5. Sylvia says

    Hi Anthony
    What does one need to start a franchise.
    I would like to start my own private practice along w/ 2 other clinicians. The only thing stopping me is $$$. The agency I’m working for offered me a salary about 4 months ago..but being my own boss is my true dream.

  6. Judith says

    Is it possible to franchise with your company, but not be a therapist, but rather hire therapist for the practice?

    • Anthony CentoreAnthony Centore says

      Hi Judith,
      Thanks for the inquiry. The short answer is yes, it is possible to own a Thriveworks franchise and not be a therapist yourself. It helps, to be sure, to have lots of industry knowledge, but the model is as you guessed; an owners/managers role is to hire excellent therapists, build the team, and make sure clients receive excellent clinical care and customer service. I hope this helps! –Sincerely, Dr. Anthony

  7. Mary says

    I am a NJ resident currently finishing up my graduate degree. My singular goal is to obtain my hours and enter into private practice. However, I am often told that this is unrealistic in this state. Many I know (LAC) are not able to even obtain positions in order to complete the hours necessary to complete licensure.
    I am hoping for some advice that will point me in the right direction as I begin this journey. I would like to be in the best position possible moving forward.
    Thank you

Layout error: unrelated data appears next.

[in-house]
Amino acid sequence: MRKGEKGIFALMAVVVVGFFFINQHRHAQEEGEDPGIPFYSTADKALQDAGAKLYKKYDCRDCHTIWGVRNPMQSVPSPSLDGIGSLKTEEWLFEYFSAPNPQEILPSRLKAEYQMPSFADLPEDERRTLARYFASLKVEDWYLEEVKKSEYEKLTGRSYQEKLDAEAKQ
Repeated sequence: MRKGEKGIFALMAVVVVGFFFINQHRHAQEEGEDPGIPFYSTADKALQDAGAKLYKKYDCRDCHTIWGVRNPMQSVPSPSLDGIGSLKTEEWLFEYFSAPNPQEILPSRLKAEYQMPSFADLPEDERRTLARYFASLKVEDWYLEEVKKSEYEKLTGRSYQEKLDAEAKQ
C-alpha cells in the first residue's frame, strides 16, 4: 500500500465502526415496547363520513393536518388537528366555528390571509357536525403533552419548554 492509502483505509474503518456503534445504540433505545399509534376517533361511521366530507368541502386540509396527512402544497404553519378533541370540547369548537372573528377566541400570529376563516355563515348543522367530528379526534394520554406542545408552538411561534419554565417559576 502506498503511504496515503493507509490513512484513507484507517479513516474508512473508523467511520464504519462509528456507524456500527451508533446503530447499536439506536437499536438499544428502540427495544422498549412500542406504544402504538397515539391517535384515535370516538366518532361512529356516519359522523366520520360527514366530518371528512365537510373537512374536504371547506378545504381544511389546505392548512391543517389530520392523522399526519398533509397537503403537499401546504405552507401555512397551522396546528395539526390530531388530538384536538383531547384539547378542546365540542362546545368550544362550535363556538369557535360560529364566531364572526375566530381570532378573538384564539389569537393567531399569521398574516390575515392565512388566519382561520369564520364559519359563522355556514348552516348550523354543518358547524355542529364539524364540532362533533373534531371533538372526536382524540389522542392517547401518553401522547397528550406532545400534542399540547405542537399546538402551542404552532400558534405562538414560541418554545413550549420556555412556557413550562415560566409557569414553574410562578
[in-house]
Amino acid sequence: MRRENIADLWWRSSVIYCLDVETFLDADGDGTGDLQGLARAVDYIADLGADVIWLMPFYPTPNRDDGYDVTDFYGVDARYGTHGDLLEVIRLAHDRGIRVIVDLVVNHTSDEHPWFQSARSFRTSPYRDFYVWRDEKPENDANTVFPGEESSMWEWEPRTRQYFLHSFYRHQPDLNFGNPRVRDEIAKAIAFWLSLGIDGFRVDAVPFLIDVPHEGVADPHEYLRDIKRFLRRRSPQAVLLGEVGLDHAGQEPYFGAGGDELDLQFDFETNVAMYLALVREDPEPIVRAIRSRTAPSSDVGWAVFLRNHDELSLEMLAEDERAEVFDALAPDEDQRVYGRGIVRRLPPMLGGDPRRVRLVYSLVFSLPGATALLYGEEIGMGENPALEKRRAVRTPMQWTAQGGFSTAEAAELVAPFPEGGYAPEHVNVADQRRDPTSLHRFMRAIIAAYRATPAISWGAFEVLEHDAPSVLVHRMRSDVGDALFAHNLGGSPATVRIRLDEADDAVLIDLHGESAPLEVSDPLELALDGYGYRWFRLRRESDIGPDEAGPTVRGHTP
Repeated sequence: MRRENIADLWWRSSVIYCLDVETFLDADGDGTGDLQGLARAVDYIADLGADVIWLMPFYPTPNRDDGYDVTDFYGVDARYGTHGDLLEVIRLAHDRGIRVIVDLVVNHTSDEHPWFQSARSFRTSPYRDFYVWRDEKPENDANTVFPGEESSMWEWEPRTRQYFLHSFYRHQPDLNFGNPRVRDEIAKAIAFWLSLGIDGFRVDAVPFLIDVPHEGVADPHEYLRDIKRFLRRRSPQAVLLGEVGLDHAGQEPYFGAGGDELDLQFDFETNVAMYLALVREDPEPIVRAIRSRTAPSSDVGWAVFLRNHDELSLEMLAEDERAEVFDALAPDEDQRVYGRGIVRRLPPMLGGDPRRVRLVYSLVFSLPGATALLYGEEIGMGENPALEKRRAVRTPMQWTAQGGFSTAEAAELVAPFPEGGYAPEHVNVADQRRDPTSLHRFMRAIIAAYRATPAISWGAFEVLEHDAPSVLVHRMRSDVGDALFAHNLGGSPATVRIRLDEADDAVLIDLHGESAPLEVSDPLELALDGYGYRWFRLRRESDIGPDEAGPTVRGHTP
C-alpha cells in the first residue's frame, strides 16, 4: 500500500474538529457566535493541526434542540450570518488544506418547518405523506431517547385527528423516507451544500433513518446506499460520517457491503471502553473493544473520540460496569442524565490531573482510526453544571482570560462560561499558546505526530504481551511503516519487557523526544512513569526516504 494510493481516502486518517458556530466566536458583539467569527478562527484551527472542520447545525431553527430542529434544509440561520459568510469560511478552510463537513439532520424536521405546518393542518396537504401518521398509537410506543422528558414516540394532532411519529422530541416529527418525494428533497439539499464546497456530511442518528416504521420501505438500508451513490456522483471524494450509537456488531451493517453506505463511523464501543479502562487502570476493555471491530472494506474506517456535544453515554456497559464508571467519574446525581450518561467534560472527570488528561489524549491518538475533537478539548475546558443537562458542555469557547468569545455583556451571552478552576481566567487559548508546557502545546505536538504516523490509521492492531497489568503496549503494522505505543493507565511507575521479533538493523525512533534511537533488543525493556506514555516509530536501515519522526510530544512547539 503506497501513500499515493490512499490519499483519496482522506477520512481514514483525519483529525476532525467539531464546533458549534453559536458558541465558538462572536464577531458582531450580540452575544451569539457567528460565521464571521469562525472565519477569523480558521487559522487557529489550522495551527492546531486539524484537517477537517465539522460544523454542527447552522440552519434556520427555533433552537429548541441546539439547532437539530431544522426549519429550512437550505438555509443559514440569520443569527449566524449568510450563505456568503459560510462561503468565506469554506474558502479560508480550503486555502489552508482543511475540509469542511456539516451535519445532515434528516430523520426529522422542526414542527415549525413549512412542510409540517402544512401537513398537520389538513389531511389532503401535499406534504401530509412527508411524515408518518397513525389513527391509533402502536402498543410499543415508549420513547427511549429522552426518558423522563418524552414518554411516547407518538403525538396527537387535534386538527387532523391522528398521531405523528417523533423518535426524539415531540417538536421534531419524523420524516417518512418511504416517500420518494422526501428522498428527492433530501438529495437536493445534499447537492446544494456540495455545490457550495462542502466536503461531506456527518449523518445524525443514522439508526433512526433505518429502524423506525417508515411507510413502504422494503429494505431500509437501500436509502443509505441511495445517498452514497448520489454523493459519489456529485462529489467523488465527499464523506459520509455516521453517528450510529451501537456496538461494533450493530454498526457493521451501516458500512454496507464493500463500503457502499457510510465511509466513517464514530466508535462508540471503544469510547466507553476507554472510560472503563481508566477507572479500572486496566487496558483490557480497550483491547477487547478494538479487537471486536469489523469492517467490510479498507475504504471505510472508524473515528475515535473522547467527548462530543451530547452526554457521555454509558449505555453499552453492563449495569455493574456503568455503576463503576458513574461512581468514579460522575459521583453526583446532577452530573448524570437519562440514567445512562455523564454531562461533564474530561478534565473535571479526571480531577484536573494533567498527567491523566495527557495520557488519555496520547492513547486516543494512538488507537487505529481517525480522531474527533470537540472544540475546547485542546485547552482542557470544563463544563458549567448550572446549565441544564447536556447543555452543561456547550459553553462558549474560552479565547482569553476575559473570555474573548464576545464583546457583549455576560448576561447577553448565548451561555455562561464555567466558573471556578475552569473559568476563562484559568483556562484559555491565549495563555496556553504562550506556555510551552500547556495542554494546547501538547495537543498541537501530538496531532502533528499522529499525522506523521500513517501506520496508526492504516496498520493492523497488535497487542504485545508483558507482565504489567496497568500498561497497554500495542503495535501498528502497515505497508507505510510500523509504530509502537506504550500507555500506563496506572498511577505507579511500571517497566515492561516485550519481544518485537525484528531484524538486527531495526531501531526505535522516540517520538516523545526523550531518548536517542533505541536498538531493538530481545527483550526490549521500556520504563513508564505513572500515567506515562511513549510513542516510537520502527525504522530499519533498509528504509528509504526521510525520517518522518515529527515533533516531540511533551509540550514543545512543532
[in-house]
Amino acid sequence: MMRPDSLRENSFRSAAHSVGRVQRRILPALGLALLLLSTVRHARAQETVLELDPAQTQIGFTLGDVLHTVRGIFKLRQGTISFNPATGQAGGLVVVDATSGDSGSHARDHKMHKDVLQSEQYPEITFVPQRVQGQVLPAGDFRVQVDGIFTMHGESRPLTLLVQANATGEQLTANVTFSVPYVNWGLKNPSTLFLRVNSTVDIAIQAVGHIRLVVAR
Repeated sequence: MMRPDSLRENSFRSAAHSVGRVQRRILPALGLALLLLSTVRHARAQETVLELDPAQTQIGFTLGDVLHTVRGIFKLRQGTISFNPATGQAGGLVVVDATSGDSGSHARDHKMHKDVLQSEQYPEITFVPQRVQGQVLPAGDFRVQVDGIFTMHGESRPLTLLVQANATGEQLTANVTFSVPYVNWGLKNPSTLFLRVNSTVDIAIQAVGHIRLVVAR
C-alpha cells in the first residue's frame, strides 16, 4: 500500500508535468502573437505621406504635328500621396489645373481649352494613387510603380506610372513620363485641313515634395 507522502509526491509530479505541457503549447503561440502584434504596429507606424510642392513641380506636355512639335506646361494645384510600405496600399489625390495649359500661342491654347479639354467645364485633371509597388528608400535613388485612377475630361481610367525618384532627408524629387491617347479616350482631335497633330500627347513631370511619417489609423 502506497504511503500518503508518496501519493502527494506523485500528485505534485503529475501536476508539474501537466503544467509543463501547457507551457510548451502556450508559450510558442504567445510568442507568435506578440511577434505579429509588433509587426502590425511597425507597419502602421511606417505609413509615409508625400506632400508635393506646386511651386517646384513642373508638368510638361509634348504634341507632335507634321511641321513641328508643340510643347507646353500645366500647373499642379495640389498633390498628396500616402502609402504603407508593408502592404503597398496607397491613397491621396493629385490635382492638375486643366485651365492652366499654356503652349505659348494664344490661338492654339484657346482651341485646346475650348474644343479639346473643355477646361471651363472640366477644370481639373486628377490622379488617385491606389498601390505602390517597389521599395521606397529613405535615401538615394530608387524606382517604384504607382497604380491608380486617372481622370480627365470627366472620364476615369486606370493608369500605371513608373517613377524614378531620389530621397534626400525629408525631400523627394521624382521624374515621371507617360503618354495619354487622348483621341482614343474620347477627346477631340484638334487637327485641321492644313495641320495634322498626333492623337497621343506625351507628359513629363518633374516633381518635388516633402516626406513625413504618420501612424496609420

8. Inga Williams says

    I think working on your own or working for an agency can be a hit or miss. You have to be at the right place at the right time. I have wanted to start my own counseling business for years now however because I needed the cash right away I settled for a case managment position. The question is how important is the cash to you?

    Due to our economy it is really hard to be a high paying agency employee even with a licenese. Many agencies run off of grants. Some agencies only pay you on point-of-service. You can probably pay yourself higher if you had your own practice since that is all about point-of-service.

    To be a high paying employee means that you most likely would have to take a middle managment or higher position, which means that you would not be a counselor.

    Starting your own business is hardwork but the pay off is great. It may take more than a year or two before you can make a profit but it is the same if you start off as an entry level counselor or case worker. I think at the end you have to ask yourself what do you value? what are you willing to sacrifice?

  9. Nichole M says

    I’ve read your articles before and have been happy with the responses thus far.
    So starting a business when you need money NOW is not a good idea? I have yet to get my funds together to even apply for my L, making me an LMHC. My agency said they’d pay me more if I got it…..I have a baby due next month so paying for the license now is scaring me…however, work did cover a little bit of the cost. What about online counseling? I have an idea about this for my own business in the future and would like to pursue it. What are your thoughts on that? Also, can you give me some motivation to get my L going??? I should have already applied for it but I’ve been slacking….. :(
    I konw more income would eventually help me pay for my graduate loans (ugh don’t even get me started on that ball of stress)…so someone please light a fire under my face! :)